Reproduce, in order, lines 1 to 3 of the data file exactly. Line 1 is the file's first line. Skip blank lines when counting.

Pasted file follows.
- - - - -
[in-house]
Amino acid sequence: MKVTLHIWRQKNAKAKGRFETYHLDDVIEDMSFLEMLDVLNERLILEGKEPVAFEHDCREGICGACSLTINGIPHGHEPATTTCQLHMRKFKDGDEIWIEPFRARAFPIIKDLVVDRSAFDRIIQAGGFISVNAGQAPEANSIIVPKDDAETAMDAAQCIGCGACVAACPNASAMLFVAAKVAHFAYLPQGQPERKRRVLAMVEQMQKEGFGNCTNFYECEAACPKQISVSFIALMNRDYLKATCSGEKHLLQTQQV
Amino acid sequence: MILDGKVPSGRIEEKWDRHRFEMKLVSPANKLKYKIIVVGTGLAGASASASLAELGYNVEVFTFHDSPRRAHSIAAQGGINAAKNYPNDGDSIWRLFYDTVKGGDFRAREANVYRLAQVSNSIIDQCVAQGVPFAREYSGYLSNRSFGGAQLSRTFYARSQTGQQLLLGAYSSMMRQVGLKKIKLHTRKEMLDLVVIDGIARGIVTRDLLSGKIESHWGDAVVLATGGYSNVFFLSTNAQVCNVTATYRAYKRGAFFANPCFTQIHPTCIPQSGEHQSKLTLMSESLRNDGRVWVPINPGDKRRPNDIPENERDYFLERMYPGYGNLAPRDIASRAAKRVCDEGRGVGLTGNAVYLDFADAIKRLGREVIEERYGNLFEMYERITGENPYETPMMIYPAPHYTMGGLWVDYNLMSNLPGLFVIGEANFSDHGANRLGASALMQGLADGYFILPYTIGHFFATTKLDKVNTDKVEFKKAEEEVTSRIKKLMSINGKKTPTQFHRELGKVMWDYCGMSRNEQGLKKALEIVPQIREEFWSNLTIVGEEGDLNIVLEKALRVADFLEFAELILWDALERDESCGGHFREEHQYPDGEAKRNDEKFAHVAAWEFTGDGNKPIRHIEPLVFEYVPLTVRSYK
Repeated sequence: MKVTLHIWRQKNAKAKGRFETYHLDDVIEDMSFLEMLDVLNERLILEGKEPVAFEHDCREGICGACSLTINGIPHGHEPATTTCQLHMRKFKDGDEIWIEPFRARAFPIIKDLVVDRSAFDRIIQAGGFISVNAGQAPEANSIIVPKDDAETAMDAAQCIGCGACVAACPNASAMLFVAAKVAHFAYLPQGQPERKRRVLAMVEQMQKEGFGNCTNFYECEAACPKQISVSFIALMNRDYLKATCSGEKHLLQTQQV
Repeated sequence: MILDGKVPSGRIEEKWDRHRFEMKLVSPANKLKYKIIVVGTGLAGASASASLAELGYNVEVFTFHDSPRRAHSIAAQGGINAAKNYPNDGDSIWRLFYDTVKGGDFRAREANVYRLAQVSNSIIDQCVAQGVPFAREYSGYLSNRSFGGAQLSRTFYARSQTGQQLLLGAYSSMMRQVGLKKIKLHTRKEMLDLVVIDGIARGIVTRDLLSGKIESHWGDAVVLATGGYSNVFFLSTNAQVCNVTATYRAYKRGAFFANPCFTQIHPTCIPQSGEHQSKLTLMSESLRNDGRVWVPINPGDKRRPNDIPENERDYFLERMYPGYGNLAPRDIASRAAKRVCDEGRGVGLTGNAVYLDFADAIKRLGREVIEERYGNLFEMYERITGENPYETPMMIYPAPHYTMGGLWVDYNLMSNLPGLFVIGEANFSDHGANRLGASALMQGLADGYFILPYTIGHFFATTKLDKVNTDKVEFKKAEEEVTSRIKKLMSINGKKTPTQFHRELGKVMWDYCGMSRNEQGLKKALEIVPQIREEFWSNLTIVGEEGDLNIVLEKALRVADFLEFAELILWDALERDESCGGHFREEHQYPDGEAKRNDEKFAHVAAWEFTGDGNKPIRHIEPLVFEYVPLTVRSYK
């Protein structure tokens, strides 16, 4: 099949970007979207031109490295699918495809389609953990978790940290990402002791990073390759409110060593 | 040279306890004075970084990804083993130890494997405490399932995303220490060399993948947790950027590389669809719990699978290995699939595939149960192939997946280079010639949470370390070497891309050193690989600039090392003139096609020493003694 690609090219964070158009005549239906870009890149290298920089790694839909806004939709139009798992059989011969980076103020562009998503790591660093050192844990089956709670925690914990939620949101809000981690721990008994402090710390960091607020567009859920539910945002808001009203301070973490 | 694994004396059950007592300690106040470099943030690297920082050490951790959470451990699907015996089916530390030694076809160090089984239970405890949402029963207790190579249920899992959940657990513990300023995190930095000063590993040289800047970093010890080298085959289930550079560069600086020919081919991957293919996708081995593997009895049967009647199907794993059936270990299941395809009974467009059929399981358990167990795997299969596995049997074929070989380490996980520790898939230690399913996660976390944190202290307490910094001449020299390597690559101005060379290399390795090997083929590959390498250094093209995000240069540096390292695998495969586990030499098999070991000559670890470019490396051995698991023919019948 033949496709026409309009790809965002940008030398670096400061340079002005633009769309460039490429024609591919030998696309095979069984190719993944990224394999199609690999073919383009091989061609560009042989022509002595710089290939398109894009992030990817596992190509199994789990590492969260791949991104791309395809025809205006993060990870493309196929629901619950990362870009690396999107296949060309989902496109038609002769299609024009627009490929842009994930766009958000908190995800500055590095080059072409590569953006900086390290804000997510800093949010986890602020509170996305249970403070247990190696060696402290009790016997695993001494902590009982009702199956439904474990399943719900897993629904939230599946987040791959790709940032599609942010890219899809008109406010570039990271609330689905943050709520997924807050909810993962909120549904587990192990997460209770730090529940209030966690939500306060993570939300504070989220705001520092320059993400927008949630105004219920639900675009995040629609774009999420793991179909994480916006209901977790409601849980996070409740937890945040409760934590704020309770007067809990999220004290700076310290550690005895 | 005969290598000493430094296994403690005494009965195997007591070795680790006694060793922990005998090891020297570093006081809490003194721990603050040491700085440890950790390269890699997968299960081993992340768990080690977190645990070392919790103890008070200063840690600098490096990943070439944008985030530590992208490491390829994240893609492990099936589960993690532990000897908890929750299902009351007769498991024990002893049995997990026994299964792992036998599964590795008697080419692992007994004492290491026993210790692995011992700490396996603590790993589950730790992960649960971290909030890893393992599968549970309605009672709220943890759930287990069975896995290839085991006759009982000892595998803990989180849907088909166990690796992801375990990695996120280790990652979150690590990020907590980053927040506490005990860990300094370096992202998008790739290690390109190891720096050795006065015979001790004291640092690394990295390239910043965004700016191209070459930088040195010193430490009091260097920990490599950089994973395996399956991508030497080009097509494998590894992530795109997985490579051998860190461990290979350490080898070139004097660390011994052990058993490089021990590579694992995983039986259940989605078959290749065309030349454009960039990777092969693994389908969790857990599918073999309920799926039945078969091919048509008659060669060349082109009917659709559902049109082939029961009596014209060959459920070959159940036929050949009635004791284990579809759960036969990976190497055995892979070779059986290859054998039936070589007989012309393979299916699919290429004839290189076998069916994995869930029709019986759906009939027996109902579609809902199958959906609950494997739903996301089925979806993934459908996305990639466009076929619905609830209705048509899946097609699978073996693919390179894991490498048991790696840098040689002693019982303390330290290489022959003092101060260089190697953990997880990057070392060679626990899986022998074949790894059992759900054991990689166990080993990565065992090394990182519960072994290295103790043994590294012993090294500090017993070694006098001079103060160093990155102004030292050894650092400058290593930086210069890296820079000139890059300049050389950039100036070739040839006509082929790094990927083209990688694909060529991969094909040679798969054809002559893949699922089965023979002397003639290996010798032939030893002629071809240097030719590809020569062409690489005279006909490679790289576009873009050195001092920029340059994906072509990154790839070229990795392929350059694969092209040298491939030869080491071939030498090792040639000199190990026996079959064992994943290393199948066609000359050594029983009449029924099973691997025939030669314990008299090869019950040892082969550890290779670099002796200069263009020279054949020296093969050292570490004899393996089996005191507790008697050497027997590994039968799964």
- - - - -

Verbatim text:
[in-house]
Amino acid sequence: MKVTLHIWRQKNAKAKGRFETYHLDDVIEDMSFLEMLDVLNERLILEGKEPVAFEHDCREGICGACSLTINGIPHGHEPATTTCQLHMRKFKDGDEIWIEPFRARAFPIIKDLVVDRSAFDRIIQAGGFISVNAGQAPEANSIIVPKDDAETAMDAAQCIGCGACVAACPNASAMLFVAAKVAHFAYLPQGQPERKRRVLAMVEQMQKEGFGNCTNFYECEAACPKQISVSFIALMNRDYLKATCSGEKHLLQTQQV
Amino acid sequence: MILDGKVPSGRIEEKWDRHRFEMKLVSPANKLKYKIIVVGTGLAGASASASLAELGYNVEVFTFHDSPRRAHSIAAQGGINAAKNYPNDGDSIWRLFYDTVKGGDFRAREANVYRLAQVSNSIIDQCVAQGVPFAREYSGYLSNRSFGGAQLSRTFYARSQTGQQLLLGAYSSMMRQVGLKKIKLHTRKEMLDLVVIDGIARGIVTRDLLSGKIESHWGDAVVLATGGYSNVFFLSTNAQVCNVTATYRAYKRGAFFANPCFTQIHPTCIPQSGEHQSKLTLMSESLRNDGRVWVPINPGDKRRPNDIPENERDYFLERMYPGYGNLAPRDIASRAAKRVCDEGRGVGLTGNAVYLDFADAIKRLGREVIEERYGNLFEMYERITGENPYETPMMIYPAPHYTMGGLWVDYNLMSNLPGLFVIGEANFSDHGANRLGASALMQGLADGYFILPYTIGHFFATTKLDKVNTDKVEFKKAEEEVTSRIKKLMSINGKKTPTQFHRELGKVMWDYCGMSRNEQGLKKALEIVPQIREEFWSNLTIVGEEGDLNIVLEKALRVADFLEFAELILWDALERDESCGGHFREEHQYPDGEAKRNDEKFAHVAAWEFTGDGNKPIRHIEPLVFEYVPLTVRSYK